Day 1 of production on EROTICIDE is in the can and as far as first days on productions go, this was by far, the smoothest and most well-organized ones I’ve ever been a part of.

Now, that’s not to say the shoot didn’t have its fair share of hiccups. Our production sound mixer for the first part of the shoot never showed up on set. When my Assistant Director called him to see what was the hold up, the guy said he was on another shoot, and thought that that was our shoot. Let me just let that sink in for a minute. The guy thought this other shoot he was doing at the same time as ours, was EROTICIDE. I wasn’t sure whether to be angry or laugh uncontrollably. Needless to say, he was fired but I’d still like to get together for a beer with him some day and ask him, after meeting me in person at a rehearsal and knowing full well what I look like, who did he think “Matthew Saliba” was on the shoot he went on thinking it was ours?

Thankfully our AD stepped in to do sound, until our head production sound mixer returned from a wedding he attended in the morning to record sound for the rest of the day.

Unlike previous shoots, where I had a tendency to sort of “wing it” as far as coming up with shots go, I had an elaborate and detailed shot list going into EROTICIDE and boy did that ever help. I can’t stress enough how important it is to plan your blocking and shots in advance. Of course, having said that, there’s still something to be said about having an “organic” experience on set and leaving room for some improvisation.

So much to the chagrin of my AD, we did change a few things on the fly. But in the end, he couldn’t complain too much as our changes resulted in the number of shots needed to get being drastically reduced to a couple. For example, there’s a rather intense scene in which our two leads return home from a contentious dinner and fight as soon as they get home. This was supposed to be captured in a series of “coverage” shots. However, I decided that from a creative standpoint as well as an acting one, that we basically film an epic long take that follows our characters getting on an elevator, going up 20 floors, getting off the elevator, walking down the hallway, entering the apartment, having their fight, and then walking off onto the balcony.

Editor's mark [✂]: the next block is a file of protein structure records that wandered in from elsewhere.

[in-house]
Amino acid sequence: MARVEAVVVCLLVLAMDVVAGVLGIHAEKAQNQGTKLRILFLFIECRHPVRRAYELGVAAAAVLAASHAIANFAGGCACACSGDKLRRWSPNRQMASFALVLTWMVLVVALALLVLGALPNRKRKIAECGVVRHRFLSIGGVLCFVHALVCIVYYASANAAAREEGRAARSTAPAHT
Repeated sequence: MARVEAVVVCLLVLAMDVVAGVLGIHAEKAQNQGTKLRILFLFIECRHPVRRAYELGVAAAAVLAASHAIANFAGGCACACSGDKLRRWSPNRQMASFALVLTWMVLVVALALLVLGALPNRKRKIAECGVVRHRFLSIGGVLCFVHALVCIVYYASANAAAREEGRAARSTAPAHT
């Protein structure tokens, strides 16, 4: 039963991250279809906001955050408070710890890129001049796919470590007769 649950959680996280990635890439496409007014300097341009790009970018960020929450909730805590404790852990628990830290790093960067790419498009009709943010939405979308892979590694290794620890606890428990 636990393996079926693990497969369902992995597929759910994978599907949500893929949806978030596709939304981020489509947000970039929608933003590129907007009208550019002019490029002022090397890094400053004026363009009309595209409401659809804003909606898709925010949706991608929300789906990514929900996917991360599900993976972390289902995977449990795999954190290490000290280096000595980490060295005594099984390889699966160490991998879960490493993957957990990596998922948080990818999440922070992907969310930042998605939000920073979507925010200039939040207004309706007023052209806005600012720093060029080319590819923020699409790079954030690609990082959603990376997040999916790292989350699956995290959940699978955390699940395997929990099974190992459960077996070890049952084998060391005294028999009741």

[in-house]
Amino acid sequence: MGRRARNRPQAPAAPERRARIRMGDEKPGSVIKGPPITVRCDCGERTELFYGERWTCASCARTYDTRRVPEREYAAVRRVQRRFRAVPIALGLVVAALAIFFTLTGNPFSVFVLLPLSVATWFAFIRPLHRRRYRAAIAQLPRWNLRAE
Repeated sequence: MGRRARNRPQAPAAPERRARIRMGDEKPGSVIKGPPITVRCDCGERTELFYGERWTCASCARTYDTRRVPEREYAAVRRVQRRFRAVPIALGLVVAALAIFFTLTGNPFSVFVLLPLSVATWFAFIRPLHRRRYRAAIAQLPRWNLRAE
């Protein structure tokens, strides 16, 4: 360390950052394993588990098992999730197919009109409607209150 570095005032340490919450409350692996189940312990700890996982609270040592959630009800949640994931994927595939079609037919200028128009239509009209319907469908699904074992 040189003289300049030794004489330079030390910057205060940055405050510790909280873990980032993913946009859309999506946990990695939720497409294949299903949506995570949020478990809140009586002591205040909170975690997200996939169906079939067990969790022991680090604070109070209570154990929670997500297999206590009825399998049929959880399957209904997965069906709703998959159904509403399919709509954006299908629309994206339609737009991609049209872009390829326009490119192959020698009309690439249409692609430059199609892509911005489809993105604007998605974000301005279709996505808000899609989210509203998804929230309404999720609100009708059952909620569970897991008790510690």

The shot looks absolutely amazing and Jocelin Haas and Stephanie Van Rijn absolutely nailed it with their performances.

Needless to say, it was fairly complex and lots of curse words were uttered by yours truly when things like boom shadows and unwanted appearances by members of the crew (well, ok, me) appearing slightly off frame kept creeping up take after take. But sometimes it’s worth taking extra time to get the shot right, and I think you’ll see when the film is released, that it was worth the extra time we put into it.

The highlight of the day for a lot of people was unquestionably the food. On non-paid indie shoots, aside from a completed copy of the film, food is more often than not, the source of “payment” for your cast and crew. Unfortunately, a lot of shoots are very stingy when it comes to that department, often relying on takeout pizza, KFC or Subway sandwiches.

This time around, I had my amazing wife handle catering for my film and she cooked one of the most delicious meals I’ve ever had – Penne Vodka. I may ask my wife, Andree-Anne, to write a guest article on here where she can share her recipes to help spruce up your indie shoots.

Well, that about covers the events for Day 1. The footage looks great, the performances are strong and I couldn’t be happier. Looking forward to what Day 2 brings about.

#SinemaSaliba2013

 

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